The business ethics idea attracted the attention of media, academics, and business firms as the overt cold war was coming to an end. As history has it, Cold War was fought for and through American business firms that were situated abroad. In today's world where the media is affluent and democratic, overt violence perpetuated by business firms has diminished to a large extent though it has not ceased to exist fully. Boatright concurs that business ethics can relate to a number of issues in the business world (2000). It can refer to corporate social responsibility which is the umbrella term for debate and clarification of duties and ethical rights that should exist between the corporate world and the society. Business ethics also applies to the duties and moral rights that exist between a corporate body and its shareholders for example fiduciary responsibility. There are also ethical issues that concern the relations between companies for example takeovers and industrial espionage. Other issues of business ethics are political contributions that are made by companies, issues of leadership like corporate governance and misuse of policies on corporate ethics as tools of marketing.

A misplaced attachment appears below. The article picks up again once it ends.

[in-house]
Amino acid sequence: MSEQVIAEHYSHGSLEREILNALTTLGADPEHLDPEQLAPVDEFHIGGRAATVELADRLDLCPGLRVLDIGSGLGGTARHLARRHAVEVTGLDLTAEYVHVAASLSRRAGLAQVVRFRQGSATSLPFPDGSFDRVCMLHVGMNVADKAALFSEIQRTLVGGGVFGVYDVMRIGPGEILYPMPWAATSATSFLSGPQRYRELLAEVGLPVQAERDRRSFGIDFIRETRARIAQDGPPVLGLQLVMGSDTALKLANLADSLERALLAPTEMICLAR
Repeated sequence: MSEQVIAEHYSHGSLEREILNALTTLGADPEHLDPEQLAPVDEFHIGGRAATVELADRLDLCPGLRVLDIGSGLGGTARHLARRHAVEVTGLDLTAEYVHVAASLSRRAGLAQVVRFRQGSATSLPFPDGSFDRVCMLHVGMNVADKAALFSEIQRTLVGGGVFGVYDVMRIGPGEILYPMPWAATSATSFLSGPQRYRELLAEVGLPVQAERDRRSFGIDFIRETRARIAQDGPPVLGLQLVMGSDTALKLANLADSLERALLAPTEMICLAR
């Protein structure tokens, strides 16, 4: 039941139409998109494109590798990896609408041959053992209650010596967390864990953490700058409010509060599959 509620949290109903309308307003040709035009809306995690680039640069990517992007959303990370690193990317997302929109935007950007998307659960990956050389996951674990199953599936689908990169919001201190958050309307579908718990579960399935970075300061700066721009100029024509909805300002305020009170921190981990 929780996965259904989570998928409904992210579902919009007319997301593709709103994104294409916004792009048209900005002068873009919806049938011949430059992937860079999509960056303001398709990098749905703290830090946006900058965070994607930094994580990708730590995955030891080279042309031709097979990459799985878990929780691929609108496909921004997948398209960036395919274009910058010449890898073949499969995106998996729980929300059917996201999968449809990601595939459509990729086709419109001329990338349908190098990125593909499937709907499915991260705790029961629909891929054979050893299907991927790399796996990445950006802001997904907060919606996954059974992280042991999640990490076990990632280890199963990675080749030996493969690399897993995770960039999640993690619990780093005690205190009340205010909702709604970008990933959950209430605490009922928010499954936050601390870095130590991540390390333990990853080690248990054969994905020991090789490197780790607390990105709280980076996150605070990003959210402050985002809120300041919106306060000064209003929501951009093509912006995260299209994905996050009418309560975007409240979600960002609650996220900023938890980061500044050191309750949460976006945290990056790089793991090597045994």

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Every business should instill business ethics in its operations. Companies that fail to adhere to ethics of business break the law and they end up paying hefty fines. For example, many a company has broken environmental roles, ethical and anti-trust laws and has been fined millions (Boatright, 2000). The companies don't feel it though. This is because the money they make in profits outweighs the fines charged in a big way. There are critics of business ethics whose claim is that ethics is an irrelevant issue in the business field. Some of the critics hold that companies and firms are amoral and consequently, their only duty should be the maximization of their profits. Business ethics `is a contested topic. Its relevance to business is highly questioned and also whatever is presented as ethics of business is sentimental common sense and in some cases, they are just excuses for unpleasantness.